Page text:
November 16, 2000

 

TO:                   Board of Regents

 

FROM:             Terry Roark

                        President, MSU-Bozeman

 

RE:                   Campus Report for the November, 2000 Board of Regents Meeting

 

 

 

·         MSU Physicist Awarded Nation’s Top Honor for Young Scientists

Dana Longcope, an MSU-Bozeman assistant professor of physics, was one of 59 scientists nationwide to receive this year’s Presidential Early Career Award for Scientists and Engineers.

Created by President Clinton in 1996, the awards are “the highest honor bestowed by the U.S. government on outstanding scientists and engineers beginning their independent careers,” according to a White House press release. Longcope received the award Oct. 24 during a White House ceremony.

The award recognizes Longcope’s studies of the sun’s magnetic fields, conducted with funds from NASA. Longcope, who currently teaches junior-level physics, came to MSU in 1996 and is a member of the university’s internationally known solar physics group.

·         Thermal Biology Institute Featured in Network Broadcasts

MSU-Bozeman scientists who are studying the heat-loving organisms of Yellowstone National Park have grabbed the attention of the national media.

ABC television broadcast a story on “World News Tonight with Peter Jennings” that included segments on MSU’s Thermal Biology Institute. A crew from NBC Discovery News also flew to Bozeman to film a segment that is expected to air sometime this fall.

With major funding from NASA, the Thermal Biology Institute studies organisms that thrive in the extreme heat of Yellowstone National Park’s thermal areas. NASA, because of its focus on space, wants to prepare for what it might find in extraterrestrial environments by understanding the kinds of organisms that are found in extreme environments on earth.

·         Software Incubator Officially Opens Doors in Tech Park

A high-tech business incubator facility officially opened its doors last month in the Advanced Technology Park near the MSU campus. Named Tech Hatch, the 4,700 square-feet facility is facilitating the rapid start-up and commercialization of software, Internet or e-commerce companies.  eWrangler is the facility’s first tenant. eWrangler specializes in providing secure Internet protocol communications for small businesses.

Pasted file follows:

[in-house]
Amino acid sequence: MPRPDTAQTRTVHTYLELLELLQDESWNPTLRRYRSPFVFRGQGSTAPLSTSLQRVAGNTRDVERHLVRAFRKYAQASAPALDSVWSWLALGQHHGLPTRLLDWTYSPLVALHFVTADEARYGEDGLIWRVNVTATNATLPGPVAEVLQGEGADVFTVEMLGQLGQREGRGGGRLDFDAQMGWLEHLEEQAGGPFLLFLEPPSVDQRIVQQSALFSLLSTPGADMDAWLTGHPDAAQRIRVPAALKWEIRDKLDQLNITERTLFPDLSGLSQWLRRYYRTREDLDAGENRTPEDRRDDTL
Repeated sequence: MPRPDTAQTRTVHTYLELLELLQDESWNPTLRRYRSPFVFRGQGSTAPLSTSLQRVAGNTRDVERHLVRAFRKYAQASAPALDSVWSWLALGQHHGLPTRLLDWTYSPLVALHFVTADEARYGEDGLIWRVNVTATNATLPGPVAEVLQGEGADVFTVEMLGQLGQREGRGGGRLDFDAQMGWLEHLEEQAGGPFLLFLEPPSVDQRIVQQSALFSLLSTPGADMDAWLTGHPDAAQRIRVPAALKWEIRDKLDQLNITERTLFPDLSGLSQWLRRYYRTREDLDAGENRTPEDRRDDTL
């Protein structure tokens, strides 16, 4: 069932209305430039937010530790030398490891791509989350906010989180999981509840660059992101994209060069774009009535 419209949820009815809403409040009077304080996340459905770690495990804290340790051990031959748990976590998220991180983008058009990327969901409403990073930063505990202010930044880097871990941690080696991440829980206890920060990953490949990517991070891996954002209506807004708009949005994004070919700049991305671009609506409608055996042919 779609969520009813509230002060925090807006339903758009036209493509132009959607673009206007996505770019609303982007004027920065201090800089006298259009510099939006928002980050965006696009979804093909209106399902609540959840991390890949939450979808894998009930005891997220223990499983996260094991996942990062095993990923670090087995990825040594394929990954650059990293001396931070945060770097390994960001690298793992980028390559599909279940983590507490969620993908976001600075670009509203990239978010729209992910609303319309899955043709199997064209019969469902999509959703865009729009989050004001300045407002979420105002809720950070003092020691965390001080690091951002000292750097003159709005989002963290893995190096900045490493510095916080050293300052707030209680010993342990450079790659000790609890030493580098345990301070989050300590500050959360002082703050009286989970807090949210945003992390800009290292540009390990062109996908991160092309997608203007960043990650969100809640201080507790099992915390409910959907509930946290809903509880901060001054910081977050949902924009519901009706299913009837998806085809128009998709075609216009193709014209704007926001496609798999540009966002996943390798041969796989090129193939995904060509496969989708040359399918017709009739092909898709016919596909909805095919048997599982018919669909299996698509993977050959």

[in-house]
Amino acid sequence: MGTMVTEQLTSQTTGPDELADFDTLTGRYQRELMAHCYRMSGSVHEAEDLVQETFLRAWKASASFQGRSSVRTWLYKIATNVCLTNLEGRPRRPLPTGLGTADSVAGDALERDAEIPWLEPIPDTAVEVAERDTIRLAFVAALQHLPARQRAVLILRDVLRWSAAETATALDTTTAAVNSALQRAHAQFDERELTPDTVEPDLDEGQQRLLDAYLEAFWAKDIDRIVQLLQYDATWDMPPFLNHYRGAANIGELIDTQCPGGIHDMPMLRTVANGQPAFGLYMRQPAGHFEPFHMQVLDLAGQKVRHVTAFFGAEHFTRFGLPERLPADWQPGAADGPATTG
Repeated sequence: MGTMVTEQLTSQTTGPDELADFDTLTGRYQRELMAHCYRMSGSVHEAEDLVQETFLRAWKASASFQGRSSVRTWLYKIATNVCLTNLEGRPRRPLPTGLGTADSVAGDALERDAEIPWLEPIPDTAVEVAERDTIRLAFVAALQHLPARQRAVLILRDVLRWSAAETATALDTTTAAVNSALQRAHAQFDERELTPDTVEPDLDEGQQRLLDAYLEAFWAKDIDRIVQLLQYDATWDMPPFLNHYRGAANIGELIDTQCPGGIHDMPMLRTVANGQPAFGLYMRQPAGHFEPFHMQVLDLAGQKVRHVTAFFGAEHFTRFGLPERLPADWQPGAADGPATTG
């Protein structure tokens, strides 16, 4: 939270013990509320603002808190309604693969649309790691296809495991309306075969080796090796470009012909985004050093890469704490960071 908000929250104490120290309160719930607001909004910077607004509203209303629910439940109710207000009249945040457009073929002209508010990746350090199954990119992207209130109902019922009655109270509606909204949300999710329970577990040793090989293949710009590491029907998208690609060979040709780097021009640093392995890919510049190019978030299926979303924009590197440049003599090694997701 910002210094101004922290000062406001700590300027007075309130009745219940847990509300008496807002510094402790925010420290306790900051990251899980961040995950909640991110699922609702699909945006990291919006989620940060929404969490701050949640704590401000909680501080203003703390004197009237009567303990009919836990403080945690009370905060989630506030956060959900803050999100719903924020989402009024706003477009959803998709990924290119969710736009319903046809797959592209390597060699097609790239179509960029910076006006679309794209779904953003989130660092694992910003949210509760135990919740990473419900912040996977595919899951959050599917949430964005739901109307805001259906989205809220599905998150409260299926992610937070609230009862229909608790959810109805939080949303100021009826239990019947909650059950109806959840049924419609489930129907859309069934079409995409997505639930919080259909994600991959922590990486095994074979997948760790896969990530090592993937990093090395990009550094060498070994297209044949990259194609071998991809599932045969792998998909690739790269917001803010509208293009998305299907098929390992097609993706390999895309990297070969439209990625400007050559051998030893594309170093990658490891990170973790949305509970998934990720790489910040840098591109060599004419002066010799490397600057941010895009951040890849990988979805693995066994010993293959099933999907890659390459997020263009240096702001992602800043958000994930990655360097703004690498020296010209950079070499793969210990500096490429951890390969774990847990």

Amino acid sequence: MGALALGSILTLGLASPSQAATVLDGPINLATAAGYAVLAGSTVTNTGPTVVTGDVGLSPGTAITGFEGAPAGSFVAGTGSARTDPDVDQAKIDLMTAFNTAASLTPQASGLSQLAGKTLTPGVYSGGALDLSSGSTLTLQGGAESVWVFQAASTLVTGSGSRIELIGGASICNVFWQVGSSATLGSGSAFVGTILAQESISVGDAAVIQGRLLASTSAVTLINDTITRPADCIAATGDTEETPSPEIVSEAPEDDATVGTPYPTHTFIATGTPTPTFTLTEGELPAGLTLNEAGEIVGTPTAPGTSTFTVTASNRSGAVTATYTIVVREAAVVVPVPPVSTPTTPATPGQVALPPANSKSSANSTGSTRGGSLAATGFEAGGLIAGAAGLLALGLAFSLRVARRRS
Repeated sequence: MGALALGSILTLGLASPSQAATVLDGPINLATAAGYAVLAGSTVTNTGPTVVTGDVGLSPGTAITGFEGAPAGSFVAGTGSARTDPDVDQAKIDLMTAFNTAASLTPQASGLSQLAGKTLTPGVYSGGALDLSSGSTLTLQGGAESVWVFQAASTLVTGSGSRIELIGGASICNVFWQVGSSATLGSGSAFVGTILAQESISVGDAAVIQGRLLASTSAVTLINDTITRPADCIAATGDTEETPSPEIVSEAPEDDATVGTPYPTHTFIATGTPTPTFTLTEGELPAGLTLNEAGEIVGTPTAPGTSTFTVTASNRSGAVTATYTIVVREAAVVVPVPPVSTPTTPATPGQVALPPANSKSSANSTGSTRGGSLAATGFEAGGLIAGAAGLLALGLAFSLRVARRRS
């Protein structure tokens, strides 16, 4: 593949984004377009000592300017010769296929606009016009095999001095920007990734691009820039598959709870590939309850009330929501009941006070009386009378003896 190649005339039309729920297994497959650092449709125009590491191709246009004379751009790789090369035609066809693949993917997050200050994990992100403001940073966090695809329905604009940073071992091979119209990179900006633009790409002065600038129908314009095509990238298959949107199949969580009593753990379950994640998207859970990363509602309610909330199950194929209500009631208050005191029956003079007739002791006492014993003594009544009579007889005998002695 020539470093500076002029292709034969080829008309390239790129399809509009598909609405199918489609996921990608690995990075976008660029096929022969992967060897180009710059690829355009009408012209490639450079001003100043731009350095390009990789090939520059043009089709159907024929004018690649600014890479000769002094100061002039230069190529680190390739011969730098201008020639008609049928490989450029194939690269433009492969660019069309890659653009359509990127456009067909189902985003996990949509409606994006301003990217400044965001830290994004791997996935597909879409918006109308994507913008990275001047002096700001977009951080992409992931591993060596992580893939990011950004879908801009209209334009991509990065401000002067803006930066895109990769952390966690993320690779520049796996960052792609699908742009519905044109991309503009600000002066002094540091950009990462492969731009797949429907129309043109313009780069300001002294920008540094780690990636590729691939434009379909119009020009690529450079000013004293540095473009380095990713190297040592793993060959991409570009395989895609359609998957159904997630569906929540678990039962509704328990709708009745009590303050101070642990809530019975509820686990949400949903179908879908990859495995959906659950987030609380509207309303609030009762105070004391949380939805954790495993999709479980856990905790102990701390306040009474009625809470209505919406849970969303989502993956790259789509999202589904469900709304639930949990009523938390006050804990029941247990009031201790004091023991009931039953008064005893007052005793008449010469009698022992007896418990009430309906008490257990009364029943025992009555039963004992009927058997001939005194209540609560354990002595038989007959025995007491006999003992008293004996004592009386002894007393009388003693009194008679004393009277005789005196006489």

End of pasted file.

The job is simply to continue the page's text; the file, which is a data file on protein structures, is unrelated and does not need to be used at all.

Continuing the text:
Modeled after the Boulder Technology Incubator in Colorado, Tech Hatch provides fully furnished and equipped offices for up to four people, a secure T-1 line for high-speed Internet access and administrative assistance.

In addition, Tech Hatch clients receive one-on-one mentoring from a business team with expertise in software, the Internet, finance, venture capital, marketing, telecommunications and related fields.

Tech Hatch is a non-profit corporation supported by NASA, the Department of Defense, the Gallatin Development Corp., the city of Bozeman, and several Montana businesses.

·         Montana Manufacturing Extension Center Hires New Director

Steve Holland, has been named to  oversee two  outreach programs housed in  MSU’s College of Engineering: 1) The University Technical Assistance Program, which gives engineering graduate students an opportunity to help Montana manufacturers while gaining real-world experience in their area of study and 2) the Montana Manufacturing Extension Center, a statewide manufacturing assistance outreach center with a home office on the MSU-Bozeman campus.

Holland, who succeeds the soon to be retired Bob Taylor, has more than 24 years experience with manufacturing and holds both B.S. and M.S. degrees in Industrial & Management Engineering from MSU.

·         Conference Draws Attention to Industry’s Future

A Nov. 9 conference sponsored by the MSU College of Agriculture and the Montana Agricultural Experiment Station focused on the future of Montana’s No. 1 industry. Titled “Partnering for Montana’s Future—A Team Approach for Agricultural Development, the one day conference included sessions on such issues as value-added products, a food processing center in Montana, national and global perspectives on ag development, and the role and the role of education and research in revitalizing agriculture.

 

·         Qwest Communications, the Denver-based company formerly known as US West,  received the Montana State University Foundation's Excellence in Philanthropy Award recognizing the company's extensive donations of time and resources. The award was given to the company last week by the MSU Foundation in recognition of Qwest's support of MSU projects and programs that improve life in Montana.

 

·         A Montana State University-Bozeman student is one of 20 students in the nation to receive a recent research award from the Susan G. Komen Breast Cancer Foundation. Dmitri Kazmin was one of several hundred students who applied for the foundation’s Dissertation Research Award. He will receive $30,000 over two years for breast cancer research, said Jean Starkey, his advisor and a highly regarded cancer researcher herself. Kazmin came from Russia in 1995, to MSU,  where he is a student in biochemistry.